Do special finishes make sense for stainless steel?

 

Yes. Electropolishing of stainless steel is commonly used for food, drug, medical and semi-conductor applications and for those where high fatigue strength is needed. It removes burrs and sharp edges and lessens strains by removing microscopic nicks from the surface.

Sources: Professor Roger Wright of Rensselaer Polytechnic Institute; Dr. Jack Grubb of Allegheny Ludlum; Dr. William H. Cullen Jr. of the Nuclear Regulatory Commission and Dr. Shui Lee of Central Wire Industries; websites of AK Steel, Allegheny Technologies, Carpenter Technology, Sandmeyer Steel and Haward Corp.

How we make mesh baskets for precision cleaning systems and parts washing

 

Marlin Steel Parts Washing Basket_Slide 1

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Is 316 stainless steel worth the extra cost over 304?

 

For most applications, 304 grade has the best combination of corrosion resistance, mechanical properties, and cost. For high corrosion resistance in food, biomedical, marine, and heat exchanger applications, 316 can be worth the price difference. The resistance to solvents, chlorides, acetic acid, and especially to salt water can make 316 the preferred choice. The quality of the surface finish and the amount of cold work (most often referred to as the hardness, as in quarter-hard or half-hard) influences the corrosion resistance greatly.

Sources: Professor Roger Wright, Rensselaer Polytechnic Institute; Dr. Jack Grubb, Allegheny Ludlum; Dr. William H. Cullen, Jr., Nuclear Regulatory Commission, and Dr. Shui Lee, Central Wire Industries. Also, web sites of AK Steel, Allegheny Technologies, Carpenter Technology, Sandmeyer Steel and Haward Corporation.

What makes stainless steel stainless?

 

Compared to plain carbon steel, stainless steels – there are more than 300 grades — contain at least 12 percent chromium. When the chromium combines with oxygen in the atmosphere, a thin, invisible layer called the passive film forms on the surface of the steel. The protective layer is so thin – a few atoms thick — that the metallic, grayish coloration of the underlying steel is visible. If it gets scratched, the oxides quickly form again to repair the invisible layer.

Roll of 304 Stainless bound for Marlin Steel

18,000-pound roll of 304 stainless bound for Marlin Steel being sliced into sheets at Maryland Metals Processing, Baltimore

On plain carbon steel, by contrast, the layer that forms in ambient environments is a different oxide that is orange, thick, loose and porous — better known as rust. Also, stainless steel isn’t technically stainless; rather, it “stains less.” The passive film needs oxygen to repair itself, so the “self-healing” is hampered in environments of low oxygen or high salinity like seawater.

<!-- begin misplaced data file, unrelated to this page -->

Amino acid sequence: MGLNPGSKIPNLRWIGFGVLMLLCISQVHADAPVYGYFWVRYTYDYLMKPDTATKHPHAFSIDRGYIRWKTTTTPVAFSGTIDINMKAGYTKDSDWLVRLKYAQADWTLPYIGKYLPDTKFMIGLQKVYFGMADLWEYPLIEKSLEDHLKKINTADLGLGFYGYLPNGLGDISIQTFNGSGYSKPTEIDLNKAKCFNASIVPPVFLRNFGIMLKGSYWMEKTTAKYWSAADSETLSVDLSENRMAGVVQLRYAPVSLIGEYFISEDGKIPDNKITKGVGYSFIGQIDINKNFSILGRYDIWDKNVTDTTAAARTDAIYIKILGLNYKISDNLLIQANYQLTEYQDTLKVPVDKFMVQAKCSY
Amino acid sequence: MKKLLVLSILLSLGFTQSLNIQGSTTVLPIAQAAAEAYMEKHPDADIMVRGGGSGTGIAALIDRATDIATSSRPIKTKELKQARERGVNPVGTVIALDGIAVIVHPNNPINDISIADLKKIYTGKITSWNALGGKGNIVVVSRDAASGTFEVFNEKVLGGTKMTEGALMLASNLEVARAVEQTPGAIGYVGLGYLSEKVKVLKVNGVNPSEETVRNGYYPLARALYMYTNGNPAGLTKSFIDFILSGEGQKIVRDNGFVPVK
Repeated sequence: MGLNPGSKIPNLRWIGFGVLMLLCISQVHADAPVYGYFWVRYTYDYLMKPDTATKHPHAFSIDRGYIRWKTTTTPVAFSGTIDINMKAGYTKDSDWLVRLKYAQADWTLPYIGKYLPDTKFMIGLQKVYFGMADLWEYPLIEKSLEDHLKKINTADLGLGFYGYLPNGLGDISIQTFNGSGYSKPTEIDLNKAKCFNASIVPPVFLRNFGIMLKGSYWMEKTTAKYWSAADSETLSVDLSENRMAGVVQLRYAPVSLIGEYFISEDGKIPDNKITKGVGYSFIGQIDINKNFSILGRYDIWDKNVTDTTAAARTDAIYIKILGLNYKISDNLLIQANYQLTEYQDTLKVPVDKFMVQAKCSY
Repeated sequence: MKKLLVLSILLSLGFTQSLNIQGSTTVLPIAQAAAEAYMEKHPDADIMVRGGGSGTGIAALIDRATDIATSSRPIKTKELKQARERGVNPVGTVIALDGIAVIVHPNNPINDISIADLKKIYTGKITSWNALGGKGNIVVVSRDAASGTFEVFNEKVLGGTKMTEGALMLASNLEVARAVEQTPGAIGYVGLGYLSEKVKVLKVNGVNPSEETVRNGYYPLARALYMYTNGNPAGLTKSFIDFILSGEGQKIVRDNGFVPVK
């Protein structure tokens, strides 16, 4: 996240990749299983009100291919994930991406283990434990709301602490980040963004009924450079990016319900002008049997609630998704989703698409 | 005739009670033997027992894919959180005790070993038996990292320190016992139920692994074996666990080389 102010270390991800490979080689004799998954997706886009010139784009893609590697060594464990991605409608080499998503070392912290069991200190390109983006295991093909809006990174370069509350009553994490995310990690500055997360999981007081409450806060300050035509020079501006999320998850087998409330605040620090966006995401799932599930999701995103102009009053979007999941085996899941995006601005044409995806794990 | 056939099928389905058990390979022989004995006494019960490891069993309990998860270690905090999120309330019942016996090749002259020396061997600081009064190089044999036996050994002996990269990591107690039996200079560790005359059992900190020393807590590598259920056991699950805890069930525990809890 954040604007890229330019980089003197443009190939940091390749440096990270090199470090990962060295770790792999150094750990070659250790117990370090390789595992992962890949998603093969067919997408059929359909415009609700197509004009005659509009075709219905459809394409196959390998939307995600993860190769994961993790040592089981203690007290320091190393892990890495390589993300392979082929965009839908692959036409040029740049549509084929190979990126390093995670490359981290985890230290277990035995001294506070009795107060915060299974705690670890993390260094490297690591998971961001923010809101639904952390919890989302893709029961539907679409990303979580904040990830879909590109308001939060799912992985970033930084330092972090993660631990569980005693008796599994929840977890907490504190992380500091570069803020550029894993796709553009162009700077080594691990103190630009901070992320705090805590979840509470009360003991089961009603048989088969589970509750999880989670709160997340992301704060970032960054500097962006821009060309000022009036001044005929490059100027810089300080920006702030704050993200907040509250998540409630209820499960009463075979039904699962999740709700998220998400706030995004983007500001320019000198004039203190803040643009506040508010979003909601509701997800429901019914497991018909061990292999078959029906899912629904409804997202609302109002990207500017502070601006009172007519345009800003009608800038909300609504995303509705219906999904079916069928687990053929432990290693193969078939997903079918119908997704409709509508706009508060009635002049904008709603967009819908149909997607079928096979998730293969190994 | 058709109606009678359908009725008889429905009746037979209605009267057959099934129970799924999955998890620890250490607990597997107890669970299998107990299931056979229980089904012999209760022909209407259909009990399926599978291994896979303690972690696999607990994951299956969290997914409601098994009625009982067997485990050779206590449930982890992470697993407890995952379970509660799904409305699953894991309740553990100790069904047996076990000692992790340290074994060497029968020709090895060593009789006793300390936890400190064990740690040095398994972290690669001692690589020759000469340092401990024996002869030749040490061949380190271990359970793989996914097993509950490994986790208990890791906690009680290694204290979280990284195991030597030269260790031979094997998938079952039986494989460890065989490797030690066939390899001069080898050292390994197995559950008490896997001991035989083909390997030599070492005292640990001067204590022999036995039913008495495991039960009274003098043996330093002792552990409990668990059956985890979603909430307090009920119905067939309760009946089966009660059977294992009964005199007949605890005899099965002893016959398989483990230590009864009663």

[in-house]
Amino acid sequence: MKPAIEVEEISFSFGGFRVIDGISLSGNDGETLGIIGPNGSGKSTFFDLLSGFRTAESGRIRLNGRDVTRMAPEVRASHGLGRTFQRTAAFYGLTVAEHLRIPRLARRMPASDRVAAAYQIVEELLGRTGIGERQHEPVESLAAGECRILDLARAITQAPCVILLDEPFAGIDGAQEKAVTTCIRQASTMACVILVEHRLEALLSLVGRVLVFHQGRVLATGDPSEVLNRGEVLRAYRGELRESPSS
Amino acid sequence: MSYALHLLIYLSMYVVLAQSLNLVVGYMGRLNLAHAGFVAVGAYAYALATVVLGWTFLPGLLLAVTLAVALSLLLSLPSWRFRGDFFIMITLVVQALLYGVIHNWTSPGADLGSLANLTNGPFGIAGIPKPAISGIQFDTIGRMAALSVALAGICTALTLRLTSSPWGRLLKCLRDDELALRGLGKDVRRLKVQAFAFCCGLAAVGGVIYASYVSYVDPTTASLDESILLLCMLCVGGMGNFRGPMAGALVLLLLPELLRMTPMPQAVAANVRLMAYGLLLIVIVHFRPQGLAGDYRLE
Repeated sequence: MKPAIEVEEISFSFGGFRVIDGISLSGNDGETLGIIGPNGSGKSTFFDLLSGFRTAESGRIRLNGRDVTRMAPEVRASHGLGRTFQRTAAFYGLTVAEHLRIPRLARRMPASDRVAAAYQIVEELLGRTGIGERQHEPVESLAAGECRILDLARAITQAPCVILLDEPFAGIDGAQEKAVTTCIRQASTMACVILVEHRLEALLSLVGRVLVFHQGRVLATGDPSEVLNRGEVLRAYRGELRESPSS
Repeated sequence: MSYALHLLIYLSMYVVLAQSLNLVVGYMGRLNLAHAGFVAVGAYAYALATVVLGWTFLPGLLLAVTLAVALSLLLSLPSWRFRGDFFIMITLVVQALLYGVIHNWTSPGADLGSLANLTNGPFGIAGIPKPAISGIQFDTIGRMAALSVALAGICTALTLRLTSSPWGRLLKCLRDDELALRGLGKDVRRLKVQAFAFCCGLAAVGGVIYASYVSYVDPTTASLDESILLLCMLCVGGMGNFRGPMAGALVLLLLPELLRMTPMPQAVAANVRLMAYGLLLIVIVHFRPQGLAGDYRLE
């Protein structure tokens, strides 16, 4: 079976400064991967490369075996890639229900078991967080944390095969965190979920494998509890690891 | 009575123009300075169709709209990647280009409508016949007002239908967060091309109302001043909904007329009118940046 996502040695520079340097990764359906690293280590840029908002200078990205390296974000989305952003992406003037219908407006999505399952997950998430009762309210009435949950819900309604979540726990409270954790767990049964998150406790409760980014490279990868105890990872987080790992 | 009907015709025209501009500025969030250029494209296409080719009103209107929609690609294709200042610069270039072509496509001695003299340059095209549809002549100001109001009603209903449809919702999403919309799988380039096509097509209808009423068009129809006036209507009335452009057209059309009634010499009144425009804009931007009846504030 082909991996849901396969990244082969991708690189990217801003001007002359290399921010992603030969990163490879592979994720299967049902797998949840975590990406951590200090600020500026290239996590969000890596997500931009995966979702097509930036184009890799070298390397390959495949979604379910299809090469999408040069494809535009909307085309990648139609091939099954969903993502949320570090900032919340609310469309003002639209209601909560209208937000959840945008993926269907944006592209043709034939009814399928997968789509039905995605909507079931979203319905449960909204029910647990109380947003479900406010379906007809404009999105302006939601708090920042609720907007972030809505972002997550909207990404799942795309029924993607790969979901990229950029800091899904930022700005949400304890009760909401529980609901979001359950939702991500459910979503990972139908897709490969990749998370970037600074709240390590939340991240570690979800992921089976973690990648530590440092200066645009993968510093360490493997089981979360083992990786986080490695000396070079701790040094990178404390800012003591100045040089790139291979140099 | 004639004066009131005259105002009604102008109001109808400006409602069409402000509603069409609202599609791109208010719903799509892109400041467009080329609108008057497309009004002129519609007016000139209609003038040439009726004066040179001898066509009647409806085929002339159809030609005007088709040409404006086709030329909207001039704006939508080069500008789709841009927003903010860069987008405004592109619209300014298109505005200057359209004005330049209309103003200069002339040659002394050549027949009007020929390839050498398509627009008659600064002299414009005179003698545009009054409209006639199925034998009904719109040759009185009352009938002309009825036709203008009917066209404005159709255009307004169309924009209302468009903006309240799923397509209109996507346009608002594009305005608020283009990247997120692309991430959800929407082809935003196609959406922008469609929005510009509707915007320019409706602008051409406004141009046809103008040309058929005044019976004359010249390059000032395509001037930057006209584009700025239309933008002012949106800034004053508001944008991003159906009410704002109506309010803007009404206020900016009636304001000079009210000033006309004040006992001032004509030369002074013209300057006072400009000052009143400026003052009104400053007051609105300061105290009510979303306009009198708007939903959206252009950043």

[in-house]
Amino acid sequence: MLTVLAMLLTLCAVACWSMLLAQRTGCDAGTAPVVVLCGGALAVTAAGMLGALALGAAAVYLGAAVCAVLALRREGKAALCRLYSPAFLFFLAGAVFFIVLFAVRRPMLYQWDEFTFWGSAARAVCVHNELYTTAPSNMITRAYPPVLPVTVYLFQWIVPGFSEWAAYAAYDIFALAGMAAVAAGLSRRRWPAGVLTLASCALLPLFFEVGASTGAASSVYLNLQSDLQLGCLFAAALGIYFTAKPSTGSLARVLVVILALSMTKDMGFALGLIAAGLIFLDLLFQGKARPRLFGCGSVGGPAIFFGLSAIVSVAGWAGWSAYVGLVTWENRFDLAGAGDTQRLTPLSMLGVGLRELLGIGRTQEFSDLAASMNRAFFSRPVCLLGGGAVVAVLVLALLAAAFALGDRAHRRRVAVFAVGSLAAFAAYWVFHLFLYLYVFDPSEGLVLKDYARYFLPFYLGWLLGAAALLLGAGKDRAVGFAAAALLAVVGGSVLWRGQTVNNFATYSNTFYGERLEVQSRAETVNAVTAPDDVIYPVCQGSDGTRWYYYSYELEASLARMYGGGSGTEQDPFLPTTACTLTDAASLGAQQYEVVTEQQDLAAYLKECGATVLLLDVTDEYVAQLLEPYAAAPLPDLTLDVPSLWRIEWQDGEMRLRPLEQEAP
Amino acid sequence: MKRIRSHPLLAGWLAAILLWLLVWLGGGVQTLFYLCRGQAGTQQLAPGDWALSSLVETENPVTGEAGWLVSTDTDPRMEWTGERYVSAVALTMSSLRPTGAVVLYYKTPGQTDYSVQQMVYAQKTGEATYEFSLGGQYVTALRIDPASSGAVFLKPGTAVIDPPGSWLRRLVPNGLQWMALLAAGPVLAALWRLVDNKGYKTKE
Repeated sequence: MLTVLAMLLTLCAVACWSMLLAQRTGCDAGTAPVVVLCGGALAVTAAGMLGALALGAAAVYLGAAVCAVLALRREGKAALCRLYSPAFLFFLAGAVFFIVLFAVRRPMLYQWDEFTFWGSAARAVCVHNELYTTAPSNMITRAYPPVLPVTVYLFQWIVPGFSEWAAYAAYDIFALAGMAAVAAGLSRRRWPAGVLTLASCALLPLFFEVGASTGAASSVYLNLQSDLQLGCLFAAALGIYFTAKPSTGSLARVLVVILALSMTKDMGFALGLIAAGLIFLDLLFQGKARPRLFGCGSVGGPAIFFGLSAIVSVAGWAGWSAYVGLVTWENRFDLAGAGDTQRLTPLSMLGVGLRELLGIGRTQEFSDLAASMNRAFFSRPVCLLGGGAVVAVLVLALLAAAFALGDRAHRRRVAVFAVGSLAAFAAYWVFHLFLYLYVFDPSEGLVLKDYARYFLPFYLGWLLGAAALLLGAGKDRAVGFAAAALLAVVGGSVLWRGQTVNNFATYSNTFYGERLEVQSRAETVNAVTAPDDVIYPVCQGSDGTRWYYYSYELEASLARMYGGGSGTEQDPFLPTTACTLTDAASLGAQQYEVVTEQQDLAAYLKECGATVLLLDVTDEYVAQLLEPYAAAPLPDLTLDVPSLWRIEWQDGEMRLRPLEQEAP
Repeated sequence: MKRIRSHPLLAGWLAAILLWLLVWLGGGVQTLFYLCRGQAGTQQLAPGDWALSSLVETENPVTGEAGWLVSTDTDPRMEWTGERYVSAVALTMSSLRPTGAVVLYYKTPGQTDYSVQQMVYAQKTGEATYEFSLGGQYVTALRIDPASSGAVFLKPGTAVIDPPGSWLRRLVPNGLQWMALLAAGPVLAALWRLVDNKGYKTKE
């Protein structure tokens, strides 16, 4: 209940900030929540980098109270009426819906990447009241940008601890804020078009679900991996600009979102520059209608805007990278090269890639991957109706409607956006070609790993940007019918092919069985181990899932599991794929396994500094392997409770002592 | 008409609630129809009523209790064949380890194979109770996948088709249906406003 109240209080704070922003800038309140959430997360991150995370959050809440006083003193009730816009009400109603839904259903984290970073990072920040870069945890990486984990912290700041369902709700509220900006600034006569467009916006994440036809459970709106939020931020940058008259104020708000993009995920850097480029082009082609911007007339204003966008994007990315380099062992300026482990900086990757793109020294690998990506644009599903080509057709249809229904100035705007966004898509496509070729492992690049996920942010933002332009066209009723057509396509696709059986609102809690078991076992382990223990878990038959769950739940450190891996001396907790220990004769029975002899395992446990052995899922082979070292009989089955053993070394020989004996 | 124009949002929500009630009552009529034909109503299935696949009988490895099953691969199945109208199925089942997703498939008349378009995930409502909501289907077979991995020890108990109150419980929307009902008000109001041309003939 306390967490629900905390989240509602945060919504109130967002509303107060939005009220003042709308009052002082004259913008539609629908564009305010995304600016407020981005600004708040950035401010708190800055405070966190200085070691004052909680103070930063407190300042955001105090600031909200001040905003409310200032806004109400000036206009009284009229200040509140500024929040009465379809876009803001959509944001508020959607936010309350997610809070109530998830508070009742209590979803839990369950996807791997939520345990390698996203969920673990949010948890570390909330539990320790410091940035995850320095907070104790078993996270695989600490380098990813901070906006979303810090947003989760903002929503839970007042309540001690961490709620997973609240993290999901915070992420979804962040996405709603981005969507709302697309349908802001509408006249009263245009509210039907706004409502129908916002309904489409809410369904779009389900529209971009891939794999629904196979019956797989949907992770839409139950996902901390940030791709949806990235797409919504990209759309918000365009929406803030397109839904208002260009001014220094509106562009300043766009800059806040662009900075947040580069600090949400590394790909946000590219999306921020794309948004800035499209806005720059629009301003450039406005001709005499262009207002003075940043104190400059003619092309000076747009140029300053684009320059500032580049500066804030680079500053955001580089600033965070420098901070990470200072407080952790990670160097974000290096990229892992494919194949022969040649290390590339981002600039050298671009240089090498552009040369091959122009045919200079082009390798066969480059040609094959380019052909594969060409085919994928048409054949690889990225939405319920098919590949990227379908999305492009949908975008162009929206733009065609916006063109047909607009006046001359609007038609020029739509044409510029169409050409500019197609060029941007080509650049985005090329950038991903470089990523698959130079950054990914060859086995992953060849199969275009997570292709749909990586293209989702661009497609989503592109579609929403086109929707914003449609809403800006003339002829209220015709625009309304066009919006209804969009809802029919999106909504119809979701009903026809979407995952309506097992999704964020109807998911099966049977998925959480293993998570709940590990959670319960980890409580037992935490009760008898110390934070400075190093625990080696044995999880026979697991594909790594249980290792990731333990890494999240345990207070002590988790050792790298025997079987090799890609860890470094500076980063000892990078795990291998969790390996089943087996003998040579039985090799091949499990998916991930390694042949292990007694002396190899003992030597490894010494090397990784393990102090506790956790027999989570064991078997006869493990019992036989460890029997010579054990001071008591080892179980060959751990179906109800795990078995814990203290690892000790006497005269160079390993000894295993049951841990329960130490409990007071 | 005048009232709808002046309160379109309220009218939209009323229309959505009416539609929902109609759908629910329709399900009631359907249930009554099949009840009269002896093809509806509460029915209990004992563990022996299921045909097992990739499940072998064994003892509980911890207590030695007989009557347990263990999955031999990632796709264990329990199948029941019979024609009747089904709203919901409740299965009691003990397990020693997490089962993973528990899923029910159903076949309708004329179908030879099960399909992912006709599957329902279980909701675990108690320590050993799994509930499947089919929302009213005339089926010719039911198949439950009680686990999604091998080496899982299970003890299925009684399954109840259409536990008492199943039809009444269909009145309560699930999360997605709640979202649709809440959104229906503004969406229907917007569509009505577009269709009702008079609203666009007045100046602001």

Stainless’ distinctive look is responsible for such dramatic landmarks as the Gateway Arch in St. Louis, Cloud Gate in Chicago and the Chrysler Building in New York.

Sources: Professor Roger Wright, Rensselaer Polytechnic Institute; Dr. Jack Grubb, Allegheny Ludlum; Dr. William H. Cullen, Jr., Nuclear Regulatory Commission, and Dr. Shui Lee, Central Wire Industries. Also, web sites of AK Steel, Allegheny Technologies, Carpenter Technology, Sandmeyer Steel and Haward Corporation. 




How robots create jobs here: Let us count the ways

 

incFrom Drew Greenblatt’s latest column in Inc. magazine on the connection between automation and job creation:

… A dozen robots on our shop floor form steel wire baskets at the rate of 20,000 bends an hour, or about five per second. The precision is light years beyond what we were capable of before, with tolerances measured to the thousandths of an inch. That craftsmanship allowed us to expand beyond bagel baskets into industrial containers for sensitive material for clients in automotive, aerospace, military, and health care. And with robots tacking the most brutish work, our employees’ well being has dramatically improved as well: Our last lost-time accident occurred during the Bush administration, more than 1,500 days ago. (And workers now get health insurance.)

That doesn’t mean we don’t need people. The argument by some, including on a recent “60 Minutes” segment, that robots rob jobs is overly simplistic. It echoes the old adage that generals are always prepared to fight the last war–to use old tactics to win new battles. Without robots our company would be out of business. Here are six ways robots have created jobs at Marlin Steel Wire Products … Read more